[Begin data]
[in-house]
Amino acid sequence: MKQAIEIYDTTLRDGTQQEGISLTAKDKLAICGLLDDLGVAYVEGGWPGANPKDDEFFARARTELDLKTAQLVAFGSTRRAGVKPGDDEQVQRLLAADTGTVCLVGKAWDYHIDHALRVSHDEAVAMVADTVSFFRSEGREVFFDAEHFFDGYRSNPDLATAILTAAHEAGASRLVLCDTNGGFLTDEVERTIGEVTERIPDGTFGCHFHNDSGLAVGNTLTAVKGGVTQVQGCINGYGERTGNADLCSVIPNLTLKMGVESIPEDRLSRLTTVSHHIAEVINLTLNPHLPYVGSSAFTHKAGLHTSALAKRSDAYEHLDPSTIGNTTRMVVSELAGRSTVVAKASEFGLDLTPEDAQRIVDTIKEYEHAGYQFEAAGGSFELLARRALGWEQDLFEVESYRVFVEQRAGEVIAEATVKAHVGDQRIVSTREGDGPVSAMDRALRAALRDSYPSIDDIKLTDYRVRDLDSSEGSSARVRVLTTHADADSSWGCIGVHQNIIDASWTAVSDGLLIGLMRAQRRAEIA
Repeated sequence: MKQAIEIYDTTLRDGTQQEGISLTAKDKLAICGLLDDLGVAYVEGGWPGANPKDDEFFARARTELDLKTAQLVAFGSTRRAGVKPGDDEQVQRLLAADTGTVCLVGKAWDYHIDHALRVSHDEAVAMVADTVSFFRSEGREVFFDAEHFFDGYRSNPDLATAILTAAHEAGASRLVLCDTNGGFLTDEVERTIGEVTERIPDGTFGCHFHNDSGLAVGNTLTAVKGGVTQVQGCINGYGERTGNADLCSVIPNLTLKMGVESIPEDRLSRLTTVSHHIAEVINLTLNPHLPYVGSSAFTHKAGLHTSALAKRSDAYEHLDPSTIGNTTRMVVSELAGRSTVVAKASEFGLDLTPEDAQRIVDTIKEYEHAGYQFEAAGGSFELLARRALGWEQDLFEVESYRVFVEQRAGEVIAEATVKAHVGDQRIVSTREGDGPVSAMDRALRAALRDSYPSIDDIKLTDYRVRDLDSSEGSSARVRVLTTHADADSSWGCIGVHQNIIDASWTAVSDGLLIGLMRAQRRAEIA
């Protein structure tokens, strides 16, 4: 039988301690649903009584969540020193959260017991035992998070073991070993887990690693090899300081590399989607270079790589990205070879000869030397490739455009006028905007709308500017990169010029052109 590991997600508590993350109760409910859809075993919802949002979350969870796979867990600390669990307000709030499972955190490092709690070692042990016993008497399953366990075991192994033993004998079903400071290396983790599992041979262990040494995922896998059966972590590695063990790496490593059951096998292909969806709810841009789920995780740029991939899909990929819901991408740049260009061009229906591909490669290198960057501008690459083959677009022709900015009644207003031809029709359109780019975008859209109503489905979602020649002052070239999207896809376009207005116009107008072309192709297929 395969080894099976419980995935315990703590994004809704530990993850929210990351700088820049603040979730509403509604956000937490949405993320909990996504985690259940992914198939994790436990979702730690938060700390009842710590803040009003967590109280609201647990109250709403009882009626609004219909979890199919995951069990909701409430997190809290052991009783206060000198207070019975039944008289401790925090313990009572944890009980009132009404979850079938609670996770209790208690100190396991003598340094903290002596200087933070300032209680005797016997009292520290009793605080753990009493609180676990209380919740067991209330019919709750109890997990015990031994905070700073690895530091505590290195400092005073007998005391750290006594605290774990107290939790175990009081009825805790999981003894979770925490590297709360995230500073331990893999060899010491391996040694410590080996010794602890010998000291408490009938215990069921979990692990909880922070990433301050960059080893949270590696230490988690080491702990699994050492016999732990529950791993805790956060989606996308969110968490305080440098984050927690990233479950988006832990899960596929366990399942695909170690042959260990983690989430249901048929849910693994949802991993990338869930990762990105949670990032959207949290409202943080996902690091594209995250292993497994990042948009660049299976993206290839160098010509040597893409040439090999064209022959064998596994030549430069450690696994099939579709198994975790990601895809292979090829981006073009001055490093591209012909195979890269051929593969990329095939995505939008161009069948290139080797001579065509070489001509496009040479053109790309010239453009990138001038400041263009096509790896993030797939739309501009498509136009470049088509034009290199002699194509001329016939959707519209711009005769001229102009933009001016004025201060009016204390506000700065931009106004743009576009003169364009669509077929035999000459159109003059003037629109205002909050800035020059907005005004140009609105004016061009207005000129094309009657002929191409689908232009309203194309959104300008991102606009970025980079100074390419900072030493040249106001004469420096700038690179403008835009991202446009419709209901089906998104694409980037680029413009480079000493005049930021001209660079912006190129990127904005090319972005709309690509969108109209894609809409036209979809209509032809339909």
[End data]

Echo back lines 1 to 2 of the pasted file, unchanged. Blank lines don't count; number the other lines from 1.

[in-house]
Amino acid sequence: MKQAIEIYDTTLRDGTQQEGISLTAKDKLAICGLLDDLGVAYVEGGWPGANPKDDEFFARARTELDLKTAQLVAFGSTRRAGVKPGDDEQVQRLLAADTGTVCLVGKAWDYHIDHALRVSHDEAVAMVADTVSFFRSEGREVFFDAEHFFDGYRSNPDLATAILTAAHEAGASRLVLCDTNGGFLTDEVERTIGEVTERIPDGTFGCHFHNDSGLAVGNTLTAVKGGVTQVQGCINGYGERTGNADLCSVIPNLTLKMGVESIPEDRLSRLTTVSHHIAEVINLTLNPHLPYVGSSAFTHKAGLHTSALAKRSDAYEHLDPSTIGNTTRMVVSELAGRSTVVAKASEFGLDLTPEDAQRIVDTIKEYEHAGYQFEAAGGSFELLARRALGWEQDLFEVESYRVFVEQRAGEVIAEATVKAHVGDQRIVSTREGDGPVSAMDRALRAALRDSYPSIDDIKLTDYRVRDLDSSEGSSARVRVLTTHADADSSWGCIGVHQNIIDASWTAVSDGLLIGLMRAQRRAEIA